SUMMARY / RELATED TOPICS

Oithona

Oithona is a planktonic crustacean genus found in marine, fresh water environments. Oithona has been described as the most abundant copepod in the world's oceans, it was first described by Baird in 1843 using the species Oithona plumifera as taxon type. The following species are recognized: Oithona aculeata Farran, 1913 Oithona alvarezi Lindberg, 1955 Oithona amazonica Burckhardt, 1913 Oithona aruensis Früchtl, 1923 Oithona atlantica Farran, 1908 Oithona attenuata Farran, 1913 Oithona australis Nishida, 1986 Oithona bjornbergae Ferrari F. D. & Bowman, 1980 Oithona bowmani Rocha C. E. F. 1986 Oithona brevicornis Giesbrecht, 1891 Oithona colcarva Bowman, 1975 Oithona cruralis Nishida, Tanaka & Omori, 1977 Oithona davisae Ferrari F. D. & Orsi, 1984 Oithona decipiens Farran, 1913 Oithona dissimilis Lindberg, 1940 Oithona erythrops Brady, 1915 Oithona fallax Farran, 1913 Oithona farrani Oithona flemingeri Oithona fonsecae Ferrari & Bowman, 1980 Oithona fragilis Nishida, 1979 Oithona frigida Giesbrecht, 1902 Oithona gessneri Kiefer, 1954 Oithona hamata Rosendorn, 1917 Oithona hebes Giesbrecht, 1891 Oithona horai Sewell, 1934 Oithona linearis Giesbrecht, 1891 Oithona longispina Nishida, Tanaka & Omori, 1977 Oithona minuta Scott T. 1894 Oithona minuta Krichagin, 1877 Oithona nana Giesbrecht, 1893 Oithona nishidai McKinnon, 2000 Oithona oswaldocruzi Oliveira, 1945 Oithona pacifica Oithona parvula Oithona plumifera Baird, 1843 Oithona pseudofrigida Rosendorn, 1917 Oithona pseudovivida Shuvalov, 1980 Oithona pulla Oithona robertsoni McKinnon, 2000 Oithona robusta Giesbrecht, 1891 Oithona rostralis Nishida, Tanaka & Omori, 1977 Oithona setigera Oithona similis Claus, 1866 Oithona simplex Farran, 1913 Oithona splendens Baird, 1843 Oithona tenuis Rosendorn, 1917 Oithona vivida Farran, 1913 Oithona wellershausi Ferrari F.

D. 1982 Oithona abbreviata Oithona alia accepted as Oithona rigida Giesbrecht, 1896 accepted as Dioithona rigida Oithona canhanhae Oliveira, 1945 accepted as Oithona hebes Giesbrecht, 1891 Oithona challengeri Brady, 1883 accepted as Oithona setigera Oithona helgolandica accepted as Oithona similis Claus, 1866 Oithona neotropica Herbst, 1967 accepted as Oithona oswaldocruzi Oliveira, 1945 Oithona oculata Farran, 1913 accepted as Dioithona oculata Oithona oligohalina Fonseca & Björnberg T. K. S. 1976 accepted as Oithona oswaldocruzi Oliveira, 1945 Oithona oraemaris Oliveira, 1946 accepted as Oithona hebes Giesbrecht, 1891 Oithona ovalis Herbst, 1955 accepted as Oithona hebes Giesbrecht, 1891 Oithona ovata Lindberg, 1950 accepted as Oithona attenuata Farran, 1913 Oithona pelagica Farran, 1908 accepted as Oithona setigera Oithona plumosa Lindberg, 1947 accepted as Oithona nana Giesbrecht, 1893 Oithona pygmaea Boeck, 1865 accepted as Oithona similis Claus, 1866 Oithona rigida Giesbrecht, 1896 accepted as Dioithona rigida Oithona sapucaiae Oliveira, 1945 accepted as Oithona hebes Giesbrecht, 1891 Oithona scriba accepted as Oithona plumifera Baird, 1843 Oithona sinensis Burckhardt, 1912 accepted as Limnoithona sinensis Oithona spinifrons Boeck, 1865 accepted as Oithona similis Claus, 1866 Oithona spinirostris Claus, 1863 accepted as Oithona setigera Oithona spinulosa Lindberg, 1950 accepted as Oithona brevicornis Giesbrecht, 1891 Oithona tropica Wolfenden, 1906 accepted as Oithona setigera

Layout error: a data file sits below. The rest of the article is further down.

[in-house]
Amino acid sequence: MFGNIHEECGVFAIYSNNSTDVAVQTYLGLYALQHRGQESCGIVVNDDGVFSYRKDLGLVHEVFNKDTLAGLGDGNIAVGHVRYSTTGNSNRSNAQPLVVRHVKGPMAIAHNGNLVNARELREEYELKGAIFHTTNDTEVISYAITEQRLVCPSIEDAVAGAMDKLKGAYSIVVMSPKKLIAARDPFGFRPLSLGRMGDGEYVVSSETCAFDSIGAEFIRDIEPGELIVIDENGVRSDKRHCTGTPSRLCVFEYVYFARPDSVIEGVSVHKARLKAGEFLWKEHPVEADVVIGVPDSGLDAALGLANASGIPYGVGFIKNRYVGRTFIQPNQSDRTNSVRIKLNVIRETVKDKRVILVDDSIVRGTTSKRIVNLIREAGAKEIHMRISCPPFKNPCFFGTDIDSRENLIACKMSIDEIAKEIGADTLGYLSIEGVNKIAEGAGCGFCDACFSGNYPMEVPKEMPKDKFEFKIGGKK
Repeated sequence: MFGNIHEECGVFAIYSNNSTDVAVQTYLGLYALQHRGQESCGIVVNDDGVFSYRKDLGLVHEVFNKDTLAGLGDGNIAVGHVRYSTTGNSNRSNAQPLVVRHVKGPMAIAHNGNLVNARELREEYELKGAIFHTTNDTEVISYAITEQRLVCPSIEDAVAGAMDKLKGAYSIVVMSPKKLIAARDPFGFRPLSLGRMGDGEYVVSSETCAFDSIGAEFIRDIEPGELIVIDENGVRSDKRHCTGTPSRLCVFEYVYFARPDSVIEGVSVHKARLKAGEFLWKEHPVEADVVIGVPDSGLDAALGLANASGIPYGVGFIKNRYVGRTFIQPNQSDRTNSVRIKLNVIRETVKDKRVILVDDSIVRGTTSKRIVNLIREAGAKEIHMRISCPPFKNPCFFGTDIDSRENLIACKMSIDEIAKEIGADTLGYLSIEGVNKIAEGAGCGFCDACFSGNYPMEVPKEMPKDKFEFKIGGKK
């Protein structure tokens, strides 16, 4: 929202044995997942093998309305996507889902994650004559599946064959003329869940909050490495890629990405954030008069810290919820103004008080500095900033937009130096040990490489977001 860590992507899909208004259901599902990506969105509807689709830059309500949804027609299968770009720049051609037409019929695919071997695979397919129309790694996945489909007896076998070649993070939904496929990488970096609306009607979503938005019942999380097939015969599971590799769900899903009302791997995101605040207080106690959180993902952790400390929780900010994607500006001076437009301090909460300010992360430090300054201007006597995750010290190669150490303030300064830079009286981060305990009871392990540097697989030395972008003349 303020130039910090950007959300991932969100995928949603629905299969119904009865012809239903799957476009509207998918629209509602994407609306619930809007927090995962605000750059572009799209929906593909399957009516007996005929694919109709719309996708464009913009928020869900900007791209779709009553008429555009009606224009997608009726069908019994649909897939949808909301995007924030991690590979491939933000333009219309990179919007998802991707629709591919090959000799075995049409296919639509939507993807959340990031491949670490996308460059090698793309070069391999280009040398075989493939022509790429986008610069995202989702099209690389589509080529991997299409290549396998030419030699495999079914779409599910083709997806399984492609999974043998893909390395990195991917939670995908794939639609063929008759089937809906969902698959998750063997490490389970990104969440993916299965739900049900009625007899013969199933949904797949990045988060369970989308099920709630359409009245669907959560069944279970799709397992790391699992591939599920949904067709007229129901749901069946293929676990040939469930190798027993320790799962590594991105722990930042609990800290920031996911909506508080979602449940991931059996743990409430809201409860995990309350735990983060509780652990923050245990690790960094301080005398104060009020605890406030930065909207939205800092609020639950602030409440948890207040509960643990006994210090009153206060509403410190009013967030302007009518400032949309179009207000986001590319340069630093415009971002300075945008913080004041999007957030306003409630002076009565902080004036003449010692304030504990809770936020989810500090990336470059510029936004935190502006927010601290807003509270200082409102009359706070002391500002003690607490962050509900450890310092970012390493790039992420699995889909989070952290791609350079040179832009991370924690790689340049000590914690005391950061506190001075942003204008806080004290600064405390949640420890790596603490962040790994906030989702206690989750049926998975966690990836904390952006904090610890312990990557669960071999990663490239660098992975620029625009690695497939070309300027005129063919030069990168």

Frances Carr, Countess of Somerset

Frances Carr, Countess of Somerset, born Frances Howard, was an English noblewoman, the central figure in a famous scandal and murder during the reign of King James I. She was found guilty but spared execution, was pardoned by the King and released from the Tower of London in early 1622, she was born Frances Howard, the daughter of Lord Thomas Howard, his wife, the former Catherine Knyvet. Frances' father was the second son of Thomas Howard, 4th Duke of Norfolk, a wealthy and powerful nobleman during the late 16th and early 17th centuries, Margaret Audley, Duchess of Norfolk. Frances' maternal grandparents were Sir Henry Knyvet, of Charlton and Elizabeth Stumpe, she was the ten-times-great grandmother of the actress Celia Imrie. Lady Frances Howard was married at the age of 14 to the 13-year-old Robert Devereux, 3rd Earl of Essex; the marriage was a political union. Essex went on a European tour, when he returned Frances made every effort to avoid him, he was at the time ill with smallpox. She was at court and on 5 June 1610 danced as the "Nymph of Lee" representing the Essex River Lea in the masque Tethys' Festival.